Seattle Votes to Allow Uber Drivers to Form Unionsand
Uber Technologies Inc. was dealt a setback in Seattle, where the city council voted unanimously to give collective bargaining rights to drivers.
The new law allows workers who drive for ride-hailing services, such as those from Uber and Lyft Inc., to form unions and negotiate wages with the companies. While Seattle Mayor Ed Murray expressed concerns, council members supported the bill.
“It was a huge victory for drivers who took a lot of risks; many have been deactivated, lost their jobs,” said Dawn Gearhart, a representative of Seattle Teamsters Local 117, which is working to organize drivers as part of the App-Based Drivers Association. “Drivers have really worked hard to get to this point.”
While Seattle’s collective-bargaining law is the first of its kind, Uber and Lyft face lawsuits and regulatory battles in cities around the U.S. that threaten to change how it classifies and compensates drivers. The companies oppose claims that drivers are employees, rather than independent contractors who aren’t entitled to Social Security benefits, mileage reimbursements and other benefits.
Uber, which has been valued by investors at $62.5 billion, has raised more than $10 billion to spread its ride-hailing business globally. A spokeswoman declined to comment on Monday’s vote in Seattle. Uber and Lyft have said drivers appreciate the flexibility to set their own hours and other perks that are unique to on-demand work.
“Lyft drivers are entirely in control of where or when they work, and this flexibility is exactly why the service is so popular with people looking to make extra income,” Sheila Bryson, a spokeswoman for Lyft, wrote in an e-mail. “Unfortunately, the ordinance passed today threatens the privacy of drivers, imposes substantial costs on passengers and the city, and conflicts with longstanding federal law.”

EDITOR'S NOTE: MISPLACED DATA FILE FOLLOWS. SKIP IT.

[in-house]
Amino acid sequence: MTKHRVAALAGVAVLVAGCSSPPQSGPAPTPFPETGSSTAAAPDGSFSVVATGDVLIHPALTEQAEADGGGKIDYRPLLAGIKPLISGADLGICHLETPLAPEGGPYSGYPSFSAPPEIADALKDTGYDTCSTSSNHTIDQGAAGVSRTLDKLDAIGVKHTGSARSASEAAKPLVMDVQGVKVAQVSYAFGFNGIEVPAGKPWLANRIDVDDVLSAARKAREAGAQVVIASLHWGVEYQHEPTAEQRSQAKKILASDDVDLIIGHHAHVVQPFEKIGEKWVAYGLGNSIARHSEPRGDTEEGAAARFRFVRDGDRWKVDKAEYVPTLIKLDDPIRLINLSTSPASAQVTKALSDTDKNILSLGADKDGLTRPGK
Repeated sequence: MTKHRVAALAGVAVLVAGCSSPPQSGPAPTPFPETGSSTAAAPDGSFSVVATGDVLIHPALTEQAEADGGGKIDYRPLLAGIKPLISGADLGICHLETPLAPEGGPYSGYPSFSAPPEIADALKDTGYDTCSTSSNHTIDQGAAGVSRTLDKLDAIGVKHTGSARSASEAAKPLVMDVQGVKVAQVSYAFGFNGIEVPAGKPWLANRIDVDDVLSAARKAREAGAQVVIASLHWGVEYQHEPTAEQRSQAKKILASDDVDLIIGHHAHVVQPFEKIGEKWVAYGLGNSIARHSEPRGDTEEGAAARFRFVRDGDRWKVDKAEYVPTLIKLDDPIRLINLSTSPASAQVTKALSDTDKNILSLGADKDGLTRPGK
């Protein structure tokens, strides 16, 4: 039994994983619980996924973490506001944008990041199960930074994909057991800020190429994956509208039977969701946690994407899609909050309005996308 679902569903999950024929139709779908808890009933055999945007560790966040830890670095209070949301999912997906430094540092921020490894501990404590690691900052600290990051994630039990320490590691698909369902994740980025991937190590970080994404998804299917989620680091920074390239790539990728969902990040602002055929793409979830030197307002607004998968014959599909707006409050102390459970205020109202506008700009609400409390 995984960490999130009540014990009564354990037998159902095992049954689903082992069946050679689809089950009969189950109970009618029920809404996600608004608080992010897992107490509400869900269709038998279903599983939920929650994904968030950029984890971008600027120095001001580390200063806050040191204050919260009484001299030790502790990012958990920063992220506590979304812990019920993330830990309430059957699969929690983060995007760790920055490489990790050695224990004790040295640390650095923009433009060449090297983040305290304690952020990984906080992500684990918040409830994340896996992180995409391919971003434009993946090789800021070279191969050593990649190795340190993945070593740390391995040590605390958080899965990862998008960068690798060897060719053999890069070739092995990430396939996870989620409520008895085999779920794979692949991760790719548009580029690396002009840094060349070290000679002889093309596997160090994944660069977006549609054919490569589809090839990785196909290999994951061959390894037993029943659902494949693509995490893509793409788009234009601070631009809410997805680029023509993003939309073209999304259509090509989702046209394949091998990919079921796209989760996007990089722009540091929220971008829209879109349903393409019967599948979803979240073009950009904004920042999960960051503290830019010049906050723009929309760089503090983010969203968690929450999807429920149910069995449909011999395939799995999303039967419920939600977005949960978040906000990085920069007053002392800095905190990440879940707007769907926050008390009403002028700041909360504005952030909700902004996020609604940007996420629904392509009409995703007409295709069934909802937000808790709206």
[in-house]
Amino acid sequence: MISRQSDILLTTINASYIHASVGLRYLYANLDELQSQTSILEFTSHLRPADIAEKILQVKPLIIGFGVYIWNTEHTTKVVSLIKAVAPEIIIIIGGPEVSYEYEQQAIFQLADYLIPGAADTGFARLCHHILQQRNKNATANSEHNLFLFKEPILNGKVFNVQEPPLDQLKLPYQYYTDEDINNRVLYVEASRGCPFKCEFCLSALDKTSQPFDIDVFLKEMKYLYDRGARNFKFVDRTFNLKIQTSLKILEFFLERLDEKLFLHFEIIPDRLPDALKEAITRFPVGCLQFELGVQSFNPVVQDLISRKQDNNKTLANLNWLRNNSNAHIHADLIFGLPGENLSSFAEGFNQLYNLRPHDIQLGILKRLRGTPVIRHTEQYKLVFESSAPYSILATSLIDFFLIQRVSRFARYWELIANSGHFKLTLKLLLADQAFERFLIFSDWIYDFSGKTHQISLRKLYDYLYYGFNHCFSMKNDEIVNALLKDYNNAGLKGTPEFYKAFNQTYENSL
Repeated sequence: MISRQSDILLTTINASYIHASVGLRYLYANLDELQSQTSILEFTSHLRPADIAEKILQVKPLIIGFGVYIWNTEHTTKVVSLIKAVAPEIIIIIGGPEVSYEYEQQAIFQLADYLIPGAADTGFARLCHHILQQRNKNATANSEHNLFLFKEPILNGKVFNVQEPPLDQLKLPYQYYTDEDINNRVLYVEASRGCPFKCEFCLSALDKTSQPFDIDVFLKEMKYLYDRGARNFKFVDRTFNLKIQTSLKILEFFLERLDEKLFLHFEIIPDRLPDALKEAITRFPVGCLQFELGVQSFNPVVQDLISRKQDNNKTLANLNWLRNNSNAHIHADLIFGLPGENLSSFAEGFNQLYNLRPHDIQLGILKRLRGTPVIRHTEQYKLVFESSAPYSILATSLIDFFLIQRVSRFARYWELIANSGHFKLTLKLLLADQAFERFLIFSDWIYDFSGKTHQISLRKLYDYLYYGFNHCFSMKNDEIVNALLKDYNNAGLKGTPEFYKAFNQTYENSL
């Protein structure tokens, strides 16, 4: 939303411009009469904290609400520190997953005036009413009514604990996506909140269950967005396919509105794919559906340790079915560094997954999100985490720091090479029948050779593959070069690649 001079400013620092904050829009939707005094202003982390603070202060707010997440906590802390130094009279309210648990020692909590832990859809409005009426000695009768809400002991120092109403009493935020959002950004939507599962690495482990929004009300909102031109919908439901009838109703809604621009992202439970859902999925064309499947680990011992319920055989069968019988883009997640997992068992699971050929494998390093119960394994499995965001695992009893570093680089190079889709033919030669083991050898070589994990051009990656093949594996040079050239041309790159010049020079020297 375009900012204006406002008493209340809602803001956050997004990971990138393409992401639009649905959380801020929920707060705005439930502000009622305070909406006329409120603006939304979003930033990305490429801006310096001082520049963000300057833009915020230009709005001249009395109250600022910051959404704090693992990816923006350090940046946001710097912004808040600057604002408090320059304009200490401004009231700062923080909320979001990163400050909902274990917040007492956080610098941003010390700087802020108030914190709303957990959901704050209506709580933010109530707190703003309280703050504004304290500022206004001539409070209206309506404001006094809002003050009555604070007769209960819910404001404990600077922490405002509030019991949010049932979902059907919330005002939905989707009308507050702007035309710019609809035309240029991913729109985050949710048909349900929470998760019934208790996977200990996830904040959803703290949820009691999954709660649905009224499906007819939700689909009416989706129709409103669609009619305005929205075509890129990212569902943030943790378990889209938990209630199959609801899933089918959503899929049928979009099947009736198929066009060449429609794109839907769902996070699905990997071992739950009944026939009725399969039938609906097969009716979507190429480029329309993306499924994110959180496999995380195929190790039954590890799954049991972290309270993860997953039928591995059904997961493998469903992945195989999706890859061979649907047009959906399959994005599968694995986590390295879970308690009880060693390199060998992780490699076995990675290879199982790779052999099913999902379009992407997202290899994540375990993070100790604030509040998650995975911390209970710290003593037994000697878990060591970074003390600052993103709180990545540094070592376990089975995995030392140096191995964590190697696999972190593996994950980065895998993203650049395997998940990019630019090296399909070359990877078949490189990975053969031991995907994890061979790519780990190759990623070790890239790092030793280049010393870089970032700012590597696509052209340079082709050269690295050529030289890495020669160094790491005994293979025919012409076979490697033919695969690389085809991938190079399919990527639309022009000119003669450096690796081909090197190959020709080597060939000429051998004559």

Uber’s employment practices have come under scrutiny recently, with drivers in California suing the company to be treated as employees rather than contractors. Last week, Uber asked its U.S. drivers to sign a reworded contract that restricts their right to sue.
Uber and Lyft make it easy to summon a car with the click of a button, but drivers can be booted permanently from the system almost as easily. “This bill was only introduced out of necessity after witnessing how little power drivers themselves had in working for a living wage,” Mike O’Brien, the Seattle councilman who proposed the collective-bargaining bill, said in a statement.
Under the new law, taxicab and for-hire car companies must bargain with a “driver representative” over the terms and conditions of work, if a sufficient number of drivers choose to be represented. In a letter to the council, Mayor Murray said putting the law into effect and defending it in court would be costly.
“I have been clear that I support the right of workers to organize to create a fair and just workplace,” Murray wrote. “But I remain concerned that this ordinance, to which amendments continue to appear today, includes several flaws.”
There is still a long road ahead in Seattle. More than half of active Uber or Lyft drivers in the city will need to vote to elect a representative. That process may not be resolved until at least the end of 2016, said Gearhart, the labor representative.